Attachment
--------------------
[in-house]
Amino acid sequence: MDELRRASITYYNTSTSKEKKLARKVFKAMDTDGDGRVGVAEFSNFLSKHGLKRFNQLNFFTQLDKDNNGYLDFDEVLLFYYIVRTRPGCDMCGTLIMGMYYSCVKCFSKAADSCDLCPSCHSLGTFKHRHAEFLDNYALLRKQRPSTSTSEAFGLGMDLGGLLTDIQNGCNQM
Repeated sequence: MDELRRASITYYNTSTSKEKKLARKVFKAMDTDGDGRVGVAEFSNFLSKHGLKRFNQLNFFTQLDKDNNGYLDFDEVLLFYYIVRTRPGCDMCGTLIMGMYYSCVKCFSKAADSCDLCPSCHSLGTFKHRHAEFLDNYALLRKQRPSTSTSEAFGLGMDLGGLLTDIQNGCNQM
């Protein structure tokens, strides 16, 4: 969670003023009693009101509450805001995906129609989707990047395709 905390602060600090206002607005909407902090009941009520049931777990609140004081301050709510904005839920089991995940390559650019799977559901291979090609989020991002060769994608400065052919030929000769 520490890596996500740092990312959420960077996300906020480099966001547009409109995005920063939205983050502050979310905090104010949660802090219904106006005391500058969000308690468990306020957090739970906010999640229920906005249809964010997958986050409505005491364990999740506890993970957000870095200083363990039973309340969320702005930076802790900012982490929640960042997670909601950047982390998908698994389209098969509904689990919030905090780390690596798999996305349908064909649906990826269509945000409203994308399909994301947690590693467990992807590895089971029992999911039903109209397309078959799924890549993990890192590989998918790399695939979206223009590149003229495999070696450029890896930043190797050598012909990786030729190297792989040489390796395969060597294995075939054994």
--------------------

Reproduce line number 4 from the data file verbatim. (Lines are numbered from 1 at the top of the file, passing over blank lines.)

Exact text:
């Protein structure tokens, strides 16, 4: 969670003023009693009101509450805001995906129609989707990047395709 905390602060600090206002607005909407902090009941009520049931777990609140004081301050709510904005839920089991995940390559650019799977559901291979090609989020991002060769994608400065052919030929000769 520490890596996500740092990312959420960077996300906020480099966001547009409109995005920063939205983050502050979310905090104010949660802090219904106006005391500058969000308690468990306020957090739970906010999640229920906005249809964010997958986050409505005491364990999740506890993970957000870095200083363990039973309340969320702005930076802790900012982490929640960042997670909601950047982390998908698994389209098969509904689990919030905090780390690596798999996305349908064909649906990826269509945000409203994308399909994301947690590693467990992807590895089971029992999911039903109209397309078959799924890549993990890192590989998918790399695939979206223009590149003229495999070696450029890896930043190797050598012909990786030729190297792989040489390796395969060597294995075939054994």